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Water-Soluble Organic Gases: ENVR 400 In-house Seminar
March 20 @ 12:20 pm - 1:10 pm
Barbara Turpin, professor and chair of the Department of Environmental Sciences and Engineering, will present this week’s seminar in the department’s Spring 2019 series. Turpin’s talk is titled, “Water-Soluble Organic Gases and Their Influence on Chemistry in Diverse Environments.”
Water is the most abundant condensed phase species in the atmosphere (including in aerosols). It has a dramatic effect on radiative forcing and enables reactions that alter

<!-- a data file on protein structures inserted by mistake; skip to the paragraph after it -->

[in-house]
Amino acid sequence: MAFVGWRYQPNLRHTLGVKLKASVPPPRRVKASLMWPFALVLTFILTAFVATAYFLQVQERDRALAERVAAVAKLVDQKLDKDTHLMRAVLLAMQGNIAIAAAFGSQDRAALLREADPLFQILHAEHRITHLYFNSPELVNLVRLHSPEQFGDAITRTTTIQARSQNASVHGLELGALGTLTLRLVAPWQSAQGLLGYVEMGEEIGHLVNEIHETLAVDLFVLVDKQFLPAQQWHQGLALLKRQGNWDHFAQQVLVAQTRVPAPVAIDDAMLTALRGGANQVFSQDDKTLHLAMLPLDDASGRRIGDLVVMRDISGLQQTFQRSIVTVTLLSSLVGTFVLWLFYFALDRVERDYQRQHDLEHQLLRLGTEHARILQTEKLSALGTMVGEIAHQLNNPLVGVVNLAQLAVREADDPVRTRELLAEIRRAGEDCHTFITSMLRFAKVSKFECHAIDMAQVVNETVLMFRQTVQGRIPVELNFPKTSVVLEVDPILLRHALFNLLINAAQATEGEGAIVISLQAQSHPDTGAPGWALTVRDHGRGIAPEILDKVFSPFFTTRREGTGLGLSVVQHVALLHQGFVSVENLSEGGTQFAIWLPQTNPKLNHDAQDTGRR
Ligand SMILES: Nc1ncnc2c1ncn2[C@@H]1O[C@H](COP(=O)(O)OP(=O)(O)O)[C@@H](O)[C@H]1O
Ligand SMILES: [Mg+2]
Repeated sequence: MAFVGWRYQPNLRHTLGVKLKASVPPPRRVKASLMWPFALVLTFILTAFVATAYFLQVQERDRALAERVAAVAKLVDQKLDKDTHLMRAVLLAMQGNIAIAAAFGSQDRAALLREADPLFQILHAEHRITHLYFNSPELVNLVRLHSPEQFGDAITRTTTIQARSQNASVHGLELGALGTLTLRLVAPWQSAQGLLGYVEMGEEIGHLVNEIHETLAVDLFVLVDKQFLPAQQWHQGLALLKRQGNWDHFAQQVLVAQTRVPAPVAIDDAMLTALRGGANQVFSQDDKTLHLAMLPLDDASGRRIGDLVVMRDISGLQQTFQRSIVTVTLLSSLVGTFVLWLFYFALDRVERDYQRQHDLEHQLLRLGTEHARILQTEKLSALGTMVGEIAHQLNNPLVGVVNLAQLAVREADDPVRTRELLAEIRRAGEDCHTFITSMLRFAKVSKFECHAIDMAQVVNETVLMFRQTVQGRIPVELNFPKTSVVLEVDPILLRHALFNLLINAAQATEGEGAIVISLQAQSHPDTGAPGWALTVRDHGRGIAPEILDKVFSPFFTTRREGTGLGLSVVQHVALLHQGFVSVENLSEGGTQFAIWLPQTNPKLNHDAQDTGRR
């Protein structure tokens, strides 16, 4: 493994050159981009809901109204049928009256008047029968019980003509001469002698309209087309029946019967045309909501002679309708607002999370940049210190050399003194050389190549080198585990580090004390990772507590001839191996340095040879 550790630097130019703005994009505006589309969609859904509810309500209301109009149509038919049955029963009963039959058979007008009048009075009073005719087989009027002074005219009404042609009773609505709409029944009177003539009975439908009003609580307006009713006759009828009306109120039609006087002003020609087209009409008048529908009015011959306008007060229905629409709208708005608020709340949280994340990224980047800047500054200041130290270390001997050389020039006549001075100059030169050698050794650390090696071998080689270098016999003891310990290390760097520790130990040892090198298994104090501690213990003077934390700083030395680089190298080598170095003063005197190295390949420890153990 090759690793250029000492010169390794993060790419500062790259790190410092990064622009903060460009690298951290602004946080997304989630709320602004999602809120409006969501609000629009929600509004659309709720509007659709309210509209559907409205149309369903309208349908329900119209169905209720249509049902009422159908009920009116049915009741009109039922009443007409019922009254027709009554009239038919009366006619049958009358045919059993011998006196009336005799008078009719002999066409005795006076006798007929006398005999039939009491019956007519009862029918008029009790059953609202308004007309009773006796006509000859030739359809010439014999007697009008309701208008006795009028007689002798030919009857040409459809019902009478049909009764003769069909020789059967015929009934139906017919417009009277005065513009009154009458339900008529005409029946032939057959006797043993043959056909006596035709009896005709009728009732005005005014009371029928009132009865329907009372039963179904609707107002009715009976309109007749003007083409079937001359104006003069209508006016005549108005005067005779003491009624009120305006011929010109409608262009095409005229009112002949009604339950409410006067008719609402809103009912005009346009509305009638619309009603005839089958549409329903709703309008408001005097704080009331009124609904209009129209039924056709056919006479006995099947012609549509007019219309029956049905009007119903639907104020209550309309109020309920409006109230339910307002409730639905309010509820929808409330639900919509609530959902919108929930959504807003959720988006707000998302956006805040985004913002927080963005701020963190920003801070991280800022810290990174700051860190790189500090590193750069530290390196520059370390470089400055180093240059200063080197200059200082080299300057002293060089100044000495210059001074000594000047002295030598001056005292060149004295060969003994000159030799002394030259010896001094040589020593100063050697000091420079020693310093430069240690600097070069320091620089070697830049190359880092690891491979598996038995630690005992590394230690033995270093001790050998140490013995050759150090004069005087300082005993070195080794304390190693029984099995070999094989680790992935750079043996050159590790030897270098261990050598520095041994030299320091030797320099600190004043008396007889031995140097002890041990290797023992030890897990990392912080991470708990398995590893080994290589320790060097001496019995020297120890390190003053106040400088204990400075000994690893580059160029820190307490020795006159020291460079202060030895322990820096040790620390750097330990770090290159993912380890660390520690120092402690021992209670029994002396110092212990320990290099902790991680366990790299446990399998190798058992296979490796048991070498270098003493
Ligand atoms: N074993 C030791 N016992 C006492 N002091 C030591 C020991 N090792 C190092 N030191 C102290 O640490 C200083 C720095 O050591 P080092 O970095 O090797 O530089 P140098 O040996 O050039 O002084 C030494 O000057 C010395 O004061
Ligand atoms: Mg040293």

atmospheric composition. My group examined the potential for water-soluble organic gases to be converted to organic aerosol through aqueous chemistry in clouds, fogs and
wet aerosols. We contributed to chemical mechanisms used in global assessments, and expanded the recognition that liquid water must be considered to understand the
chemistry, thermodynamics and impact of atmospheric organic aerosols. The increasing interest and intellectual engagement of others, improved analytical methods, controlled
experiments, predictive modeling and use of tracers in field studies have driven a rapid advancement in understanding. Within this context, this talk examines insights into the
impacts of water on water-soluble gases in ambient air, in a biomass burning plume, and in indoor residences in the Southeastern US. This work makes use of real-time
measurements and experiments with ambient aqueous mixtures. Implications to exposure will be discussed.